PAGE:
RPM, Volume 16, Number 21, May 18 to May 24, 2014

Because They Did Not Obey the Lord

The seventy-fifth in a series: "I Will be Your God and You Will Be My People."
Texts: Joshua 5:1-12; Acts 2:42-47

By Kim Riddlebarger

After forty years of wandering through the wilderness, the people of Israel crossed the Jordan River and entered the land of Canaan. At Joshua's command, the priests carried the ark of the covenant to the edge of the river. The moment their feet touched the water, the Jordan River miraculously stopped flowing. And then the entire nation of Israel—many hundreds of thousands people and all their possessions and animals—crossed the river on dry ground. The covenant promise God made to Abraham some four hundred years earlier—in which God promised to give his people this good land flowing with milk and honey—was now a reality. At long last, Israel was a great nation, across the river in the promised land, and ready to take the fortified city of Jericho which blocked their entrance into the rest of Canaan. It will not be long before Israel will take possession of all the land that God had promised them as the Canaanites just melt away before them. God had promised this would be the case and God always keeps his promises.

As we continue our series on the Book of Joshua, we now find the Israelites safely across the Jordan River, camped at Gilgal, just a few miles to the west of Jericho. It was here at Gilgal that YHWH commanded the people of Israel to build a memorial to this great event, using twelve stones taken from the very spot in the river bed where the priests had set their feet on dry ground. This monument will be the means by which future generations of Israelites are reminded of that glorious day when YHWH dried up the Jordan and his people entered Canaan to receive their promised inheritance. The crossing of the Jordan was a graphic sign to Israel that YHWH keeps his covenant promise. It was also a powerful warning to Israel's enemies that YHWH is Israel's shield and protector and that he will ensure that Israel will possess the land of Canaan.

With the people of Israel now safely across the river, in chapter 5 Joshua sets the stage for Israel's future conquest of Canaan, beginning with the fall of Jericho as recounted in chapter 6.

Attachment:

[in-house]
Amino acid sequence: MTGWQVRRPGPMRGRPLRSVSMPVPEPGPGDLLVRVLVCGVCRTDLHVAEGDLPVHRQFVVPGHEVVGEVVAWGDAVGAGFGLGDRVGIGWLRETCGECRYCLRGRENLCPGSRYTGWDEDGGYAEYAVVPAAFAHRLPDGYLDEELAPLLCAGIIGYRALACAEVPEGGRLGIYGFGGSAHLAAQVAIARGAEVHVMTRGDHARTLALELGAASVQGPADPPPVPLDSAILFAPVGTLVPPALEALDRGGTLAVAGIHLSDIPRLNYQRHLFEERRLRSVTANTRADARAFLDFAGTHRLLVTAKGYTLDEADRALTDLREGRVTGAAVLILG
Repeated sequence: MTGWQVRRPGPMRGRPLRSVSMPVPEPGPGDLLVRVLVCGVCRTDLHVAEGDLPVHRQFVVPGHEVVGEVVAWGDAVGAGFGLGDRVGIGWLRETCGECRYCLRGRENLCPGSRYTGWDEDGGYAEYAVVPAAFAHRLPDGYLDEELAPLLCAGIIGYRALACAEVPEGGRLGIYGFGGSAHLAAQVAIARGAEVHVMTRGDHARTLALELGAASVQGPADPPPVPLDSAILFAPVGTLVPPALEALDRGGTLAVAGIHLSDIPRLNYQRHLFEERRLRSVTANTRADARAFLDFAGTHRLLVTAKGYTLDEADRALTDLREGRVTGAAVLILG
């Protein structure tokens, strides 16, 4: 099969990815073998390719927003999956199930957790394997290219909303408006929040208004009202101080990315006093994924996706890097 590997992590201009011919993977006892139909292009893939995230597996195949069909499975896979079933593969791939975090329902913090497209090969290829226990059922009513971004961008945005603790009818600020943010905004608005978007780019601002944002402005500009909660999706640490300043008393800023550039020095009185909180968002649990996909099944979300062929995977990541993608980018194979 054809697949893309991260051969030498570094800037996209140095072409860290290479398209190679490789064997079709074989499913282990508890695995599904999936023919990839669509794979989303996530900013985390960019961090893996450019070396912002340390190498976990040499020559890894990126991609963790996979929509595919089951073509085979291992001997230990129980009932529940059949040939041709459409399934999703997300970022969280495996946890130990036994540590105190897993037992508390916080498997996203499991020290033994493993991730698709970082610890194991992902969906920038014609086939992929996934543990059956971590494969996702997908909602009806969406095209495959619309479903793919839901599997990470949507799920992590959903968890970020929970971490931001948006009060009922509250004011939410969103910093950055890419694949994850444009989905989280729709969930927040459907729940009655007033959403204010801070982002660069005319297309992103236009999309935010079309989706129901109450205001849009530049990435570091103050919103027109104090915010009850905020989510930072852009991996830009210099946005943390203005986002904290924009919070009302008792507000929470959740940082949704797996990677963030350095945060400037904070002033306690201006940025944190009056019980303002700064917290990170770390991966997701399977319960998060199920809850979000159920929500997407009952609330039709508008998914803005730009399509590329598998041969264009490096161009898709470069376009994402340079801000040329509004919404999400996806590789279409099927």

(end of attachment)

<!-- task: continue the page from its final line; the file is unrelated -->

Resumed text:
Verse 1 of Joshua 5 is a summary of sorts, recounting the events of chapters 3-4. "As soon as all the kings of the Amorites who were beyond the Jordan to the west, and all the kings of the Canaanites who were by the sea, heard that the LORD had dried up the waters of the Jordan for the people of Israel until they had crossed over, their hearts melted and there was no longer any spirit in them because of the people of Israel." While this verse is a summation about Israel miraculously crossing the river, the verse also offers an explanation for what is soon to come, the conquest of all of Canaan. The reason why the Israelites will be able to defeat the Canaanites so rapidly will have far more to do with YHWH's power and Israel's obedience to the terms of the covenant, than it does with Israel's 40,000 soldiers. This is what the people of Israel must recognize as they prepare to take possession of the land. They will be victorious only so long as they are faithful to YHWH.

Throughout this series "I Will Be Your God and You Will Be My People," we have focused on God's covenant promises, especially those tied to the covenant of grace made with Adam after the fall of the human race, and then most fully realized in the covenant God made with Abraham described in Genesis 15. But as part of God's covenant promise to give Israel the land of Canaan, God promised to make Israel a great nation. With the crossing of the Jordan, that promise is now a reality. The people of Canaan knew all about the fact that Israel escaped from Egypt and the clutches of the mighty Pharaoh by passing through the Red Sea. They had heard all about Israel's defeat of the kings Amalek, Sihon and Og and their armies. As reported by Rahab to the spies (Joshua 2), the people living in Canaan knew full-well that the land on which they lived had been promised by YHWH to his people.

The Canaanites also knew all about YHWH's great power and devotion to Israel. They had known of it since the days of Abraham, Isaac and Ishmael—the latter being the ancestor of many of those now living in Canaan. And now with a string of impressive military victories and with God repeating the miracle of the Red Sea at the Jordan River, the people of Canaan were terrified at the news of Israel's advance. Instead of organizing a defense, the fierce Canaanites just melt away. The text says that because of their fear of YHWH, the people no longer had the spirit (will) to resist. There are battles yet to be fought, but the Canaanites are completely dispirited. Israel is indeed a great nation and the Canaanites are terrified.

Therefore, the critical point of this section of Joshua (chapter five and the events preceding the fall of Jericho) is that despite having 40,000 soldiers and a growing reputation as a military power, at this point in their history, the people of Israel are obedient to Joshua's command that they be consecrated to the Lord. Instead of reading about the army of Israel preparing for war, we read of the people of Israel being faithful to the covenant and trusting in YHWH to give them the victory over their enemies.1 Not only did the people abstain from sexual relations and wash their garments, they built the monument at Gilgal just as YHWH commanded. The reason why Israel has become such a great nation and why the Canaanites are so afraid of them is because YHWH is leading them. They see the ark of the covenant (the symbolic presence of God) at the front of the Israeli column. YHWH is Israel's God and they are his people—the very essence of the covenant promise. This is why victory over the Canaanites is certain.